Anyway, I have vowed to do more speedwork and try again next year.

Speaking of trying again… I also did my first ever Chevin Chase! I had been looking forward to this race, because it was the one that inspired me to take up running. I was supposed to do it last year but a nasty cough stopped me. I had been looking forward to it for months. I had high hopes. Despite a long break from training over the summer, I was optimistic. And when my injury returned after the Abbey Dash, I remained optimistic while I rested up for a few more weeks.

On the morning of the race, all optimism had disappeared. Standing on the start line with Matt (who had been training his ass off!), I felt a sense of foreboding as a strong wind blew around us. My legs didn’t feel strong, I hadn’t been training on hills at all and my injury was still hanging around.

The first couple of miles is all uphill, and it’s a bitch. I could feel Matt breathing down my neck, which wasn’t a good sign – I’m usually way faster than him. As we ran into the forest, I began to feel nauseous – seeing as the run is on Boxing Day, after a day of eating sweets, chocolate and a big Christmas dinner, this isn’t surprising. I also began to develop a stitch, which worsened to the point of me slowing down and running with one hand clasped against my side.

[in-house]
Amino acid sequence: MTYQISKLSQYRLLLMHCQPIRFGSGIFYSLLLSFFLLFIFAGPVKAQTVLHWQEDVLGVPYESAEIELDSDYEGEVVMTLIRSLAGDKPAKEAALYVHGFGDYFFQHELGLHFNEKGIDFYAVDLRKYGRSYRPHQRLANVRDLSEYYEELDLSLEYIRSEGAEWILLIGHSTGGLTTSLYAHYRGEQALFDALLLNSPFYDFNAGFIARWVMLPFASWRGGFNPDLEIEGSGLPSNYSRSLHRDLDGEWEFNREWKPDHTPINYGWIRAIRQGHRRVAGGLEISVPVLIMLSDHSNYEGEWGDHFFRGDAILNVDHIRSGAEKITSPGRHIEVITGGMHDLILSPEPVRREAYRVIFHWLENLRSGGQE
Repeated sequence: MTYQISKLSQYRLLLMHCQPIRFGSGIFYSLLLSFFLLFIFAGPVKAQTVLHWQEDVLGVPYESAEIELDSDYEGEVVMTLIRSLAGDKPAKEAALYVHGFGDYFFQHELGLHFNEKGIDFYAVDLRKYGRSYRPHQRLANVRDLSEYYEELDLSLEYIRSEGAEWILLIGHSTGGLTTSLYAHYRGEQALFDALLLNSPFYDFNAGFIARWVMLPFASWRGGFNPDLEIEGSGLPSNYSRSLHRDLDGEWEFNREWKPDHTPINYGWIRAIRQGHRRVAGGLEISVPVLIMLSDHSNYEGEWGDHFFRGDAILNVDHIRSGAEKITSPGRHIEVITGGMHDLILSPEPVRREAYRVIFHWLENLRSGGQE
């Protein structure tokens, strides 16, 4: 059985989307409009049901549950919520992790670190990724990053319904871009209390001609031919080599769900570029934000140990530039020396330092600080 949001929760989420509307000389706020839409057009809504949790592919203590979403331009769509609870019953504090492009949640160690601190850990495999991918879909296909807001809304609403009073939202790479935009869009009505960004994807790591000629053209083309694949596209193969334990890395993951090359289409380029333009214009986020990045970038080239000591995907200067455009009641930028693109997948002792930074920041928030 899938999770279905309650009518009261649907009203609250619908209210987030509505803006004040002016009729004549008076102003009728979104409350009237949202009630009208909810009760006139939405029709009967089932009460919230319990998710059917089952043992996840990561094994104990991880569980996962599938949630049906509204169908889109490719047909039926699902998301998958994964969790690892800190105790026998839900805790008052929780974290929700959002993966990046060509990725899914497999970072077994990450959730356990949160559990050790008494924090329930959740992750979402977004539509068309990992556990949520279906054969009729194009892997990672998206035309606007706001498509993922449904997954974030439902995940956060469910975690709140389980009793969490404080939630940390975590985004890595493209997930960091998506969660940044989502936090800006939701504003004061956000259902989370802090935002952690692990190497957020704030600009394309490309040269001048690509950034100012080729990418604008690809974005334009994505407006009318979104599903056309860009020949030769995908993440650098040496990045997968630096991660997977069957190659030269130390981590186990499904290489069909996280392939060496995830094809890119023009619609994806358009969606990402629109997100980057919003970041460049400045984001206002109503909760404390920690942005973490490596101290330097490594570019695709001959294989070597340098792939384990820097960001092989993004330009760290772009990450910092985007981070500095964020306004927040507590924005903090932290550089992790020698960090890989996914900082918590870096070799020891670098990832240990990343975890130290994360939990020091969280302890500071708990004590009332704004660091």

As we ran out of one section of the forest, across the road and into another, it wasn’t getting any better. Usually in race photos I look strong, like I’m barely exerting any effort at all.

This time was notably different (I’m the one in the blue top)!

 

 

My form is all over the place! Oh yeah, and I’m being overtaken by a guy in a suit!

By the time we reached the big hill that is notoriously difficult, and reduces most people to a walking pace, I was totally spent. I ran up it, but slowly enough that Matt, who had lost me for a while earlier in the race, gained on me again and nearly caught me up. And he was walking! The last mile or so is all downhill, ut there are to stiles to go over which usually get congested. It was at the first of these that Matt caught me up while waiting to climb over. He overtook me afterwards, and when I caught him up again at the second stile, I gestured for him to climb over first seeing as he had been ahead of me. After that I lost all motivation, and he flew ahead. I could always see him, but running into a ridiculously strong headwind, his large frame enabled him to power away down the hill. He’s got more natural speed than me over a short distance, so I was doubtful of my ability to catch him up.